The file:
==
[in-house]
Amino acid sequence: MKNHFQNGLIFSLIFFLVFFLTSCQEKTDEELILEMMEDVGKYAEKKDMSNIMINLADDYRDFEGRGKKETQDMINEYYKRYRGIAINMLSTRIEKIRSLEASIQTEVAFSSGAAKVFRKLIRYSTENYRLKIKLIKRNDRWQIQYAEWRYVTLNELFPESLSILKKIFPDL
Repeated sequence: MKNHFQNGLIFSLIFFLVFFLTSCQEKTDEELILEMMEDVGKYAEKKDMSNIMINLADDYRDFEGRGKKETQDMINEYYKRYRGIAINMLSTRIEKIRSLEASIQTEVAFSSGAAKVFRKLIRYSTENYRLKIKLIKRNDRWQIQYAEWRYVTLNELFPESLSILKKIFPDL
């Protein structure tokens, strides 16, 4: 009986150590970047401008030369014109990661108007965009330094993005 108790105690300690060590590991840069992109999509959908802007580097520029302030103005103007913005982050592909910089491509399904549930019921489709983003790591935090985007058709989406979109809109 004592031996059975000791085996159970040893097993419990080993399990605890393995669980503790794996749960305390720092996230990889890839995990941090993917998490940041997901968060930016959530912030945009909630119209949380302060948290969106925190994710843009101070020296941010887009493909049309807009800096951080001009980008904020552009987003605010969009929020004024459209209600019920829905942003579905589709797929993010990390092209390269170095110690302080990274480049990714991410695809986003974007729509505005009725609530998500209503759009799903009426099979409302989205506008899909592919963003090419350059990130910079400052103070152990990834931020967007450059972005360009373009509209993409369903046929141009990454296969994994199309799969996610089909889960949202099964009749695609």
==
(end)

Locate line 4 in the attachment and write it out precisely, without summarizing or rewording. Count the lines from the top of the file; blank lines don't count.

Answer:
């Protein structure tokens, strides 16, 4: 009986150590970047401008030369014109990661108007965009330094993005 108790105690300690060590590991840069992109999509959908802007580097520029302030103005103007913005982050592909910089491509399904549930019921489709983003790591935090985007058709989406979109809109 004592031996059975000791085996159970040893097993419990080993399990605890393995669980503790794996749960305390720092996230990889890839995990941090993917998490940041997901968060930016959530912030945009909630119209949380302060948290969106925190994710843009101070020296941010887009493909049309807009800096951080001009980008904020552009987003605010969009929020004024459209209600019920829905942003579905589709797929993010990390092209390269170095110690302080990274480049990714991410695809986003974007729509505005009725609530998500209503759009799903009426099979409302989205506008899909592919963003090419350059990130910079400052103070152990990834931020967007450059972005360009373009509209993409369903046929141009990454296969994994199309799969996610089909889960949202099964009749695609």